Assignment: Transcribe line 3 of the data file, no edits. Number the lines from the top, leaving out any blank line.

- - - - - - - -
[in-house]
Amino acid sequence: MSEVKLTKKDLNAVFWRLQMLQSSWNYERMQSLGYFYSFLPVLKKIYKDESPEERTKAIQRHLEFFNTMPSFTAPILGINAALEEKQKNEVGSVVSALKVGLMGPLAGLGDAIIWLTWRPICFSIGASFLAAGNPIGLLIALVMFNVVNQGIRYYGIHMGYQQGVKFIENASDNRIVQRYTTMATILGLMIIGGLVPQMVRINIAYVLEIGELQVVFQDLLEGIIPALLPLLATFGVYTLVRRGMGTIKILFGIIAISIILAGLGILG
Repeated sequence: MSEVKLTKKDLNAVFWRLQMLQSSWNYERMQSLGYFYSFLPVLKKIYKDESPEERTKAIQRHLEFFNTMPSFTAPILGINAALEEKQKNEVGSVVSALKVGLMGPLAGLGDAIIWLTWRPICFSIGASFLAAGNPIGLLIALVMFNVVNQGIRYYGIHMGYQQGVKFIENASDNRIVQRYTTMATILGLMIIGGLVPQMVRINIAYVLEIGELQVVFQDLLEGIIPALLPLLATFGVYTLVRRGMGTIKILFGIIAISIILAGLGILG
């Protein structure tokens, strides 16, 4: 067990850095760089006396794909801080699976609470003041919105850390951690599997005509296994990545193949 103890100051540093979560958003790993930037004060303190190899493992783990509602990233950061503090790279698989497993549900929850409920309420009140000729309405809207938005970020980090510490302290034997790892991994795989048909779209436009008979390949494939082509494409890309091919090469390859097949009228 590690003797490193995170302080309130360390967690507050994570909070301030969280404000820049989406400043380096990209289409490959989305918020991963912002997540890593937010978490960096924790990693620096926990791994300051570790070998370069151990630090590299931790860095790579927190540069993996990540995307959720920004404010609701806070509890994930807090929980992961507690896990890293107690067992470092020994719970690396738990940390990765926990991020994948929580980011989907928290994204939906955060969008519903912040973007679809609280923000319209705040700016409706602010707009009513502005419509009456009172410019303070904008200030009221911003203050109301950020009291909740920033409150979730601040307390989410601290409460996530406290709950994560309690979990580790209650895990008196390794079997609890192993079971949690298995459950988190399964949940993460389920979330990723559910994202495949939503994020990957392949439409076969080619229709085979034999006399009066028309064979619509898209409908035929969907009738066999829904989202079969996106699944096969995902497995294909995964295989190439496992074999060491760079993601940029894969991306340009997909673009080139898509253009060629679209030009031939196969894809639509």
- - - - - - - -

Repeated sequence: MSEVKLTKKDLNAVFWRLQMLQSSWNYERMQSLGYFYSFLPVLKKIYKDESPEERTKAIQRHLEFFNTMPSFTAPILGINAALEEKQKNEVGSVVSALKVGLMGPLAGLGDAIIWLTWRPICFSIGASFLAAGNPIGLLIALVMFNVVNQGIRYYGIHMGYQQGVKFIENASDNRIVQRYTTMATILGLMIIGGLVPQMVRINIAYVLEIGELQVVFQDLLEGIIPALLPLLATFGVYTLVRRGMGTIKILFGIIAISIILAGLGILG